U.S. Presidential election | No evidence of voter fraud, say poll officials

Donald Trump had claimed that an election equipment maker ‘deleted’ 2.7 million votes for him nationwide.

Updated - November 13, 2020 10:45 pm IST

Published - November 13, 2020 02:27 pm IST - Washington

Uncertainty lingers: Supporters of Donald Trump rallying outside the Arizona state capitol on November 7.

Uncertainty lingers: Supporters of Donald Trump rallying outside the Arizona state capitol on November 7.

There is no evidence of compromised ballots or corrupt voting systems in the U.S. election , officials said on Thursday, as a top Democrat accused Republicans who refuse to accept President-elect Joe Biden’s win of “poisoning” democracy.

Their messages came hours after President Donald Trump once again cried foul, retweeting a baseless claim that an election equipment maker “deleted” 2.7 million votes for him nationwide.

Arizona win

Mr. Biden, who leads by more than 5 million in the popular vote, cemented his victory late Thursday by winning Arizona, U.S. networks said, flipping the State Democratic for the first time since 1996.

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Arizona gives Mr. Biden a 290-217 lead over Mr. Trump in the Electoral College, with 270 needed to win the White House.

With most Republican lawmakers having yet to acknowledge Mr. Biden’s win, Senate Minority Leader Chuck Schumer, the chamber’s top Democrat, accused them Thursday of “denying reality” and “auditioning for profiles in cowardice.”

“Instead of working to pull the country back together so that we can fight our common enemy COVID-19, Republicans in Congress are spreading conspiracy theories, denying reality and poisoning the well of our democracy,” he said.

Watch | How is the President of United States elected?

Senior U.S. Federal and State election officials meanwhile in a statement rejected Mr. Trump’s claims of fraud, saying that “the November 3rd election was the most secure in American history.”

The statement was issued by the Election Infrastructure Government Coordinating Council, a public-private umbrella group under the primary federal election security body, the Cybersecurity and Infrastructure Security Agency (CISA).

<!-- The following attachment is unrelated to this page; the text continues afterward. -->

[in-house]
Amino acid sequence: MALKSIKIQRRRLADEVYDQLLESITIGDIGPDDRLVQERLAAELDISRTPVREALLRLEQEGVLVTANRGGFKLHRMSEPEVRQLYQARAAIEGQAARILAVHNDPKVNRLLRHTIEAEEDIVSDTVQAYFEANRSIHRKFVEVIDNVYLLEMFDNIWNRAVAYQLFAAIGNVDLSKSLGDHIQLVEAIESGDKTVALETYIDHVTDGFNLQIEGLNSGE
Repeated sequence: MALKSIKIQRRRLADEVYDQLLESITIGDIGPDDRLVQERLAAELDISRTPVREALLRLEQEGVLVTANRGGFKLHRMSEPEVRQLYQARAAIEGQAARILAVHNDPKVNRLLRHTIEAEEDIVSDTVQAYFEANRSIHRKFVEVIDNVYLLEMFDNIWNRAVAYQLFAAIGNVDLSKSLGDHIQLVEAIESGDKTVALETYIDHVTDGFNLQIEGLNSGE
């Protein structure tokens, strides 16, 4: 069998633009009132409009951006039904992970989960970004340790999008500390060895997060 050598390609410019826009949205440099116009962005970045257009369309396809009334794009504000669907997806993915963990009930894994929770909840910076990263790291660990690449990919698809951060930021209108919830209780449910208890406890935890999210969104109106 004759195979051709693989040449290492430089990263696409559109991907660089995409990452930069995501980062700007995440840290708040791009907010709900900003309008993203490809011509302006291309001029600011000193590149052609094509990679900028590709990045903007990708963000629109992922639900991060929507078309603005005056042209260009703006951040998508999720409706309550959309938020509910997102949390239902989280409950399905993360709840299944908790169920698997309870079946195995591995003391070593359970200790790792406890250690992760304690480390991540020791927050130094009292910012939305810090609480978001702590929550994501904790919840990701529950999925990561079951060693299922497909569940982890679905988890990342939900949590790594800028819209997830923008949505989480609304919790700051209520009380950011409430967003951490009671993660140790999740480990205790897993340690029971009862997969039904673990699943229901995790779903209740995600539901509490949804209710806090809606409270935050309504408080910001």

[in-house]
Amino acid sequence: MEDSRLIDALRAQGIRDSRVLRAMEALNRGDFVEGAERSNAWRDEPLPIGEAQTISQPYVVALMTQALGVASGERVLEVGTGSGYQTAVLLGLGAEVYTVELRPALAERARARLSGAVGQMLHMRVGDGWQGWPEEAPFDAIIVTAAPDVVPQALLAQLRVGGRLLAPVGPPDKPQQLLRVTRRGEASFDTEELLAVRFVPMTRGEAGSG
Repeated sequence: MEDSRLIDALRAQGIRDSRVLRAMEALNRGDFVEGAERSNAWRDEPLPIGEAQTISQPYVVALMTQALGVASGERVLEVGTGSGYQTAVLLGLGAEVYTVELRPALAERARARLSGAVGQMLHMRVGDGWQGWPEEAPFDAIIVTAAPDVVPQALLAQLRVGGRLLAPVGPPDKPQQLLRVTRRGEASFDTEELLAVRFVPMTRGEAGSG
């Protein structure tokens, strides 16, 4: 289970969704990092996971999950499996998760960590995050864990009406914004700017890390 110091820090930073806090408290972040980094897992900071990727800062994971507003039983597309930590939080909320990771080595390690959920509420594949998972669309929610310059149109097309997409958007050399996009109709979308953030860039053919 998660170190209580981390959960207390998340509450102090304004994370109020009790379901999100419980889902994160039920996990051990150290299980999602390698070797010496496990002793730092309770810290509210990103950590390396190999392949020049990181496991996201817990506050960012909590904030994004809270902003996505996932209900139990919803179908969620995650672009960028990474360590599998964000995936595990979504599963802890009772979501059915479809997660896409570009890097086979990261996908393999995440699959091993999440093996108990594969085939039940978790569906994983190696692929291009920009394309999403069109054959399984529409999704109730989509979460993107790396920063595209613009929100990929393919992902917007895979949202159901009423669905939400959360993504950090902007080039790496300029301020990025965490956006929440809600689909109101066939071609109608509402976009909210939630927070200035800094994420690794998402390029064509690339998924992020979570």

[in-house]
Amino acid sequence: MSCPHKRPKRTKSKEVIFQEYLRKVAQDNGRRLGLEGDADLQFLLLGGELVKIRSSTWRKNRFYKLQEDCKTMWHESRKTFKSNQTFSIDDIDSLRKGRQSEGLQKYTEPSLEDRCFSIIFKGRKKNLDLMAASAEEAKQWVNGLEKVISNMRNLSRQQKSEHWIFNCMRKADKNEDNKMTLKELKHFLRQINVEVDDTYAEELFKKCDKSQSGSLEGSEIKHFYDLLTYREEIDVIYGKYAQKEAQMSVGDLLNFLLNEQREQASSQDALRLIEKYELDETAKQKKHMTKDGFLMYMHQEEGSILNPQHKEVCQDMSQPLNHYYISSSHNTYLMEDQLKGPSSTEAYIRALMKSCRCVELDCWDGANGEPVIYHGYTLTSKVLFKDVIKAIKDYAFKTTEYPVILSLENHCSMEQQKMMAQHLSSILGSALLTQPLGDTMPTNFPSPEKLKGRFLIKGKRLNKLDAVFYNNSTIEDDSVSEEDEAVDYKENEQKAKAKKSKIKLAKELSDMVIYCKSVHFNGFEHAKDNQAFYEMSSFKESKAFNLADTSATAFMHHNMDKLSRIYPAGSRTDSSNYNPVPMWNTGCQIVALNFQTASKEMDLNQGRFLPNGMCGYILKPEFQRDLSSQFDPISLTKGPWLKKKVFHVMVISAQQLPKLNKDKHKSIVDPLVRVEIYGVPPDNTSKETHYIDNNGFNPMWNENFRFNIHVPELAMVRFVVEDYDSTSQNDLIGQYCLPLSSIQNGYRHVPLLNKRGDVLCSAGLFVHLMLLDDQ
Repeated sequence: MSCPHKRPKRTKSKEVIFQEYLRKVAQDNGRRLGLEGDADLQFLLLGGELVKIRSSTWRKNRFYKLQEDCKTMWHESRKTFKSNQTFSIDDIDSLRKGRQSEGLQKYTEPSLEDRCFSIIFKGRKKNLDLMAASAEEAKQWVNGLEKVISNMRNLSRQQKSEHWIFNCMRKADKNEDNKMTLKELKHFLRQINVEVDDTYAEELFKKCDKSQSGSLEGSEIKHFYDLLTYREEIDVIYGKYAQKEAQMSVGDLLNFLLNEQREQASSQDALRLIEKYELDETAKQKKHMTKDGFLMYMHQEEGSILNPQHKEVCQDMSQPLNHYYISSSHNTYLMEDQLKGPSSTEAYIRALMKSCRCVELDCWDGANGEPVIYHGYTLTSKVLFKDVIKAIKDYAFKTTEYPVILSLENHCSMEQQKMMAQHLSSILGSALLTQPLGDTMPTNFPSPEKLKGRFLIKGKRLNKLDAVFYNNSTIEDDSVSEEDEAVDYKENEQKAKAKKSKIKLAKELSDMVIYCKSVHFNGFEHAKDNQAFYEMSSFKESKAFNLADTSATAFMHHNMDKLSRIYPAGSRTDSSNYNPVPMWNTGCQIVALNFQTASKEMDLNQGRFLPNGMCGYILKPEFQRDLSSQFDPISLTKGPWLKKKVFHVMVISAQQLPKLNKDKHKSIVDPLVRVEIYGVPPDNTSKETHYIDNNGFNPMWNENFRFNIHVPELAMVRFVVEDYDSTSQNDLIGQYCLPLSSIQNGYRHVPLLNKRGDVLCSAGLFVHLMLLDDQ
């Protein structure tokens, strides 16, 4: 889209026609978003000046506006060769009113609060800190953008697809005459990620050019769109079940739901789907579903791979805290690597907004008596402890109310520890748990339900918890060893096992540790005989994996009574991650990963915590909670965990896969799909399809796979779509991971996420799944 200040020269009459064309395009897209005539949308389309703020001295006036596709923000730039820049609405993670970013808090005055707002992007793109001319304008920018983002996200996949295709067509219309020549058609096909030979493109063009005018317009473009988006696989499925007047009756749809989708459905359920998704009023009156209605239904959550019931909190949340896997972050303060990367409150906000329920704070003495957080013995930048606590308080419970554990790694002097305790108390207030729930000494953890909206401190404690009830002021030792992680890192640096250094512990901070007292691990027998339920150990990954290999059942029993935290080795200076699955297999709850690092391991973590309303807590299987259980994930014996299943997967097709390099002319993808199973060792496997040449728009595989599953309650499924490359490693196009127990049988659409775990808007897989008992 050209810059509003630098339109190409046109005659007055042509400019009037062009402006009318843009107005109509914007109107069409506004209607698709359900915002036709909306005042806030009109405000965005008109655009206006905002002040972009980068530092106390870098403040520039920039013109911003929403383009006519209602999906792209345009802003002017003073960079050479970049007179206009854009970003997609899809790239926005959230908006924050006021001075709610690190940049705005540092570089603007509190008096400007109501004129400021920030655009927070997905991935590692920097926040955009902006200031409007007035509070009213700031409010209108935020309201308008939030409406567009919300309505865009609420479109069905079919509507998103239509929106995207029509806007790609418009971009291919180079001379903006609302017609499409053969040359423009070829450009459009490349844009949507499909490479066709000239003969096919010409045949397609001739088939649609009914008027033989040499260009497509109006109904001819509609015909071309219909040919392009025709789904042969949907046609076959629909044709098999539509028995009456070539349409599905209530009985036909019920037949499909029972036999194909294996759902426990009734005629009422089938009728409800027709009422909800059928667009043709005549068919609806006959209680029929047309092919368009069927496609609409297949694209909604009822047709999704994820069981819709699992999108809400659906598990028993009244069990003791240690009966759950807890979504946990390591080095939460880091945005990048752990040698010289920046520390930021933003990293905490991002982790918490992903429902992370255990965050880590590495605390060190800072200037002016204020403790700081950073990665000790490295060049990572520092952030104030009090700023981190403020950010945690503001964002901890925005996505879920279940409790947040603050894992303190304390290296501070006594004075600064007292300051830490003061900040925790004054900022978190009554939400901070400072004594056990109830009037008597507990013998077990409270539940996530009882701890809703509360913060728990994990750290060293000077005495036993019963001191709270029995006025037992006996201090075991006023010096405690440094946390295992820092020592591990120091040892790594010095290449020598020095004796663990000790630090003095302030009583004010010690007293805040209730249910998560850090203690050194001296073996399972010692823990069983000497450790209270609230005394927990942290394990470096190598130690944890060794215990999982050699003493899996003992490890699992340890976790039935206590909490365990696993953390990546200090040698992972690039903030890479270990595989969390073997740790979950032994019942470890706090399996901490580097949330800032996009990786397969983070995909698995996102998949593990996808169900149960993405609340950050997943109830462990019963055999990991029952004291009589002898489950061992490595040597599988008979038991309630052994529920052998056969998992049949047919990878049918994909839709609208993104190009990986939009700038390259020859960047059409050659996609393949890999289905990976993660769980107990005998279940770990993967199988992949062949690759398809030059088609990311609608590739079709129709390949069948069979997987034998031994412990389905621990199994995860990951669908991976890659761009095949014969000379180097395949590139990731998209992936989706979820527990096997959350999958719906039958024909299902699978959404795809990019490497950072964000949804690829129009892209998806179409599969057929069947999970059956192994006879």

“There is no evidence that any voting system deleted or lost votes, changed votes, or was in any way compromised,” they said.

“While we know there are many unfounded claims and opportunities for misinformation about the process of our elections, we can assure you we have the utmost confidence in the security and integrity of our elections, and you should too,” the statement said.

It was signed by the heads of the National Association of State Election Directors and the National Association of Secretaries of State — the officials who manage elections at the state level — and by the Chairman of the U.S. Election Assistance Commission.

Also read: Trump is not conceding. What’s next?

The statement came just hours after Mr. Trump’s retweet, which in addition to claiming 2.7 million “deleted” votes also said hundreds of thousand had been switched from him to Mr. Biden in Pennsylvania and other States. It was the latest in a series of bogus assertions Mr. Trump and Republicans have put forth in order to reject Mr. Biden’s victory.

Joe Biden wins U.S. presidency, vows to unify a deeply divided nation

Republican lawmakers such as Senate Majority Leader Mitch McConnell have stood firm with Mr. Trump by supporting his refusal to concede and backing his legal challenges.

Democratic House Speaker Nancy Pelosi weighed in Thursday to demand Republicans stop what she called an “absurd circus” and turn to combatting the pandemic.

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